UK Health Secretary Matt Hancock announced that all patients on ventilators would receive the steroid immediately. Up until now about 40 percent of all patients placed on ventilators have sadly died. Prospectively, that figure could now be reduced to 26 percent. The prevailing hypothesis is that the steroid prevents the immune system from causing a cytokine storm i.e. an autoimmune response.

It should be noted that some doctors are trying to keep patients off ventilators as they believe that they make Covid-19 worse for some people as it involves sedation. And the high air pressures applied in ventilation could be worsening lung damage. There are less invasive and traumatic treatments available, including oxygen masks and nasal cannulas.

School’s out

School children are back at school right across Europe – but not in the UK. Everyone agrees that this is disaster for children, few of whom are keeping up with their coursework online. A UCL study out this week found that 20 percent of pupils (that’s over two million) do less than one hour of schoolwork per day at home, or none at all.

Most head teachers want their schools to be re-opened. But the two-metre rule entails that most schools can only be operated at half capacity. And the trade unions remain intransigent.

No second lockdown

As William (Lord) Hague wrote this week, a second lockdown would be catastrophic for the economy – and it almost certainly would not be accepted by the populace. In the first months of the lockdown people in the UK and elsewhere were remarkably compliant with the restrictions – more out of fear, I suspect, than any noble conception of social duty. But there is a limit to that compliance. It is now evident that people are flouting the remaining restrictions at scale and with total impunity. The police were harassing people for sunbathing alone six weeks ago; now they do not even disperse mass gatherings of protesters in our city-centres.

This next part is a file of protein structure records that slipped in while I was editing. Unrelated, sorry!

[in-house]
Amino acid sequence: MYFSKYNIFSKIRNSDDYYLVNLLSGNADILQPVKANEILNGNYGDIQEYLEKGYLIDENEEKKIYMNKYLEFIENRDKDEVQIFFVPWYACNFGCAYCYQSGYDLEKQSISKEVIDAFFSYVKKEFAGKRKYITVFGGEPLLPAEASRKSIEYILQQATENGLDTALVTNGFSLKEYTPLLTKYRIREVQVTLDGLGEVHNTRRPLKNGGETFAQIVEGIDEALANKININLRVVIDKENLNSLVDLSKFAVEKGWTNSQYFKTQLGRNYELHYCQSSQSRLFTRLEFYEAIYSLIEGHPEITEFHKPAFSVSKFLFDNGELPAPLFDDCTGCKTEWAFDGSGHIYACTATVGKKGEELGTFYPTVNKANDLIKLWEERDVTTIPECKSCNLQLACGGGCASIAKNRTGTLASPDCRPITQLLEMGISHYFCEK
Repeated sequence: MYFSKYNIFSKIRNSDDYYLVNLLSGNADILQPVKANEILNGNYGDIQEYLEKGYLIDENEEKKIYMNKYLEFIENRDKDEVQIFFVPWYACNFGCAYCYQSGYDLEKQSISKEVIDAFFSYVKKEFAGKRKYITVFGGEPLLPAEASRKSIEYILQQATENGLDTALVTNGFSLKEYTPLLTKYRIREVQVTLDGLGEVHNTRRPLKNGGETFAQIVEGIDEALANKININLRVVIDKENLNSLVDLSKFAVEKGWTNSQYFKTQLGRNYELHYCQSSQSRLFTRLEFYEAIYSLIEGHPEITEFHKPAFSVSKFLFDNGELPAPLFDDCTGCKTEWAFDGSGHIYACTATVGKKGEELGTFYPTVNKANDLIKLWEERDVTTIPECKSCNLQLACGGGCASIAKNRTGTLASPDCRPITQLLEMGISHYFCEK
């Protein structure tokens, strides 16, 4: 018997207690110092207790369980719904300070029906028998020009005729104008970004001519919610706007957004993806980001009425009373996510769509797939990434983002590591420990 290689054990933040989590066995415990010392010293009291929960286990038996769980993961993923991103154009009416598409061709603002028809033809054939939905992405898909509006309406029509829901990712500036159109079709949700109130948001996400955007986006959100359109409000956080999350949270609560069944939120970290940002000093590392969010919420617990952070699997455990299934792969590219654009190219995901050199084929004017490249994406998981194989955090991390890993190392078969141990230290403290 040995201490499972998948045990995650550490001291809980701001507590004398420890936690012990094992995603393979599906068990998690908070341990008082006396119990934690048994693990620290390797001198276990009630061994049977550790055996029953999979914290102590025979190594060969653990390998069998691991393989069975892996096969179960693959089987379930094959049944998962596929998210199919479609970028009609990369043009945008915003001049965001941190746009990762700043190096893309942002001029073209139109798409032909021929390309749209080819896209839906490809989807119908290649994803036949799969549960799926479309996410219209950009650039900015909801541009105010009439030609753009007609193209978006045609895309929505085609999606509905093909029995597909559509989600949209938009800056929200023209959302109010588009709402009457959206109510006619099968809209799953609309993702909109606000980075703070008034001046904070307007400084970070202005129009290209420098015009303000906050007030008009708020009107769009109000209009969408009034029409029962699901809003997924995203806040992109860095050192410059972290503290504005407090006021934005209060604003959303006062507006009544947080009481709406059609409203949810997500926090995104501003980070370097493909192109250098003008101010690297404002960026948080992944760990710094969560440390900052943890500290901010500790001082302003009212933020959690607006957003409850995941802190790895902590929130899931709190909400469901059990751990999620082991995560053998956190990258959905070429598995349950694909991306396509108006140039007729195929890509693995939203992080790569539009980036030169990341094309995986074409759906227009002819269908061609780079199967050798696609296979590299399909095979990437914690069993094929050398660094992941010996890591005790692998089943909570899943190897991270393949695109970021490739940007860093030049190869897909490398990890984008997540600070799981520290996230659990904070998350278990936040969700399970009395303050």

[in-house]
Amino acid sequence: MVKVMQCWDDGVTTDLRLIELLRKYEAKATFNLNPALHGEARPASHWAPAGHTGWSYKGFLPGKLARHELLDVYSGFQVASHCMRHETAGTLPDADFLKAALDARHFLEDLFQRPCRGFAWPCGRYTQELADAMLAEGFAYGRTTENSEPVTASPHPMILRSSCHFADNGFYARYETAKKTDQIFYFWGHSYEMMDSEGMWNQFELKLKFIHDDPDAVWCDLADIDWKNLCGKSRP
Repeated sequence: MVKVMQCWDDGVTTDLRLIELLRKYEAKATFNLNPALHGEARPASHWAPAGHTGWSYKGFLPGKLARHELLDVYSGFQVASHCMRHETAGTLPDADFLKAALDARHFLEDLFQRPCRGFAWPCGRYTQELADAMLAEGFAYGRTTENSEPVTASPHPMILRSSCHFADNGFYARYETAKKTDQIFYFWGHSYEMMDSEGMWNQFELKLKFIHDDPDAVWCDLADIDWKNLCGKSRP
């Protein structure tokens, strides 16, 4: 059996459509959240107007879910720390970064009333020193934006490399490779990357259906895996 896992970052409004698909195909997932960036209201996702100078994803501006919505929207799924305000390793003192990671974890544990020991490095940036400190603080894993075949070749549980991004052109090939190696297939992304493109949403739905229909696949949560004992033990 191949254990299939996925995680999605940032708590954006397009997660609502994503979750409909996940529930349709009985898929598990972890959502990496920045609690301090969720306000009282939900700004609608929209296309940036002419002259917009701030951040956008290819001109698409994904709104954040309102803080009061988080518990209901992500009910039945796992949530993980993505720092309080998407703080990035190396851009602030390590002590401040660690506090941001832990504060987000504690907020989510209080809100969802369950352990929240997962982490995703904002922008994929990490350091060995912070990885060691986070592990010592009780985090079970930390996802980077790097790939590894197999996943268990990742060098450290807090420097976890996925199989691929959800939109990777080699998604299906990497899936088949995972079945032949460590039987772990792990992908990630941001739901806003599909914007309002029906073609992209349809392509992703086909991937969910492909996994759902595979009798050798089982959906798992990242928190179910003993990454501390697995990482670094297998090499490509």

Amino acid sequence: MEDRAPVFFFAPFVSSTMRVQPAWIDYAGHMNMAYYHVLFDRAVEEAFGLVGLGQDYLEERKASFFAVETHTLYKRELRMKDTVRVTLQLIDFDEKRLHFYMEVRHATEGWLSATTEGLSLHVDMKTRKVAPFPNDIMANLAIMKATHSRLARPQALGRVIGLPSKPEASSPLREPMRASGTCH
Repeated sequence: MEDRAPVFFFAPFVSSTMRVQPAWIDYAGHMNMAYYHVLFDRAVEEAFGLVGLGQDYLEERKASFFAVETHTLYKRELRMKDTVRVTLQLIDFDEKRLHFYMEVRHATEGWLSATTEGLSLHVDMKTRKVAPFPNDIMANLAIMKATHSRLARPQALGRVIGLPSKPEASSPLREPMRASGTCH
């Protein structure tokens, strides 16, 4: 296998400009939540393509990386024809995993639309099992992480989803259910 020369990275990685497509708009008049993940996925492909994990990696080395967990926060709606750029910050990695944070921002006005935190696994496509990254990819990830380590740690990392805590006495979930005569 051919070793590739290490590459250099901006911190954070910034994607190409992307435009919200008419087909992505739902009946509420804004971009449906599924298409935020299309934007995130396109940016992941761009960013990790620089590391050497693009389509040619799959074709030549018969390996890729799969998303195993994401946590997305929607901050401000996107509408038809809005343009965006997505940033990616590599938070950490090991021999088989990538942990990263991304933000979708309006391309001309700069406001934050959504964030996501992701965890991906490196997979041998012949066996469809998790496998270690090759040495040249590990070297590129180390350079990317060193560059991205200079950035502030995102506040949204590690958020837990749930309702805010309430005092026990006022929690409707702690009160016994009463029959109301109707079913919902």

It is quite possible that there will be a second wave before the virus burns itself out, as the Spanish Flu did by the end of 1920. But we are going to have to find ways of living with it, managing it and treating it more effectively. Professor Sikora thinks that the virus “is tiring” – becoming less aggressive, given that the viral load in recently infected patients is much lower than it was two months ago. Let’s hope he’s right.

Churchill, a great man who was, amongst other things, a keen student of human psychology, once said: If you find yourself in Hell – keep going.


Next week: Why Mr Trump’s chances of getting re-elected in November are in free-fall – and why that matters for geopolitics (and for British investors).

[i] See:

[ii] Let’s declare this pandemic over, Daily Telegraph 17 June 2020,

[iii] See:

[iv] See:

[v] See:

Comments (3)

  • Lawrence says:

    Chronic means long-term (rather than severe),no need to repeat…

  • Bob Mackintosh says:

    Thank you Victor for another excellent and informative Plague Year Journal.

    As I understand it, antibodies are primarily produced by the body to disable bacteria, which spend all their time in the intercellular fluid, and don’t usually enter cells. Viruses on the other hand enter cells as soon as they can (given appropriate cell-surface receptors onto which they can attach), and so become out of the reach of antbodies. Viruses induce the cell’s protein-synthesising machinery to make many copies of viral RNA (in the case of Covid-19) and of proteins for the virus coat. The cell eventually dies, and releases the virus particles. An insidious process, but performed by all viruses.
    The main way the body attacks viruses is using T-cells, the non-specific immune response. The health and number of T-cells would thus seem to be critical. (This is what is meant by a healthy immune system.) Vitamins and trace elements in the diet are important in this.
    The whole emphasis has been on avoiding getting infected. Not on presenting the viruses with an uphill task when they try. I feel this has been a mistake.

  • Rob says:

    I thought the quote is “if you are GOING through hell, keep going” . A small but important difference.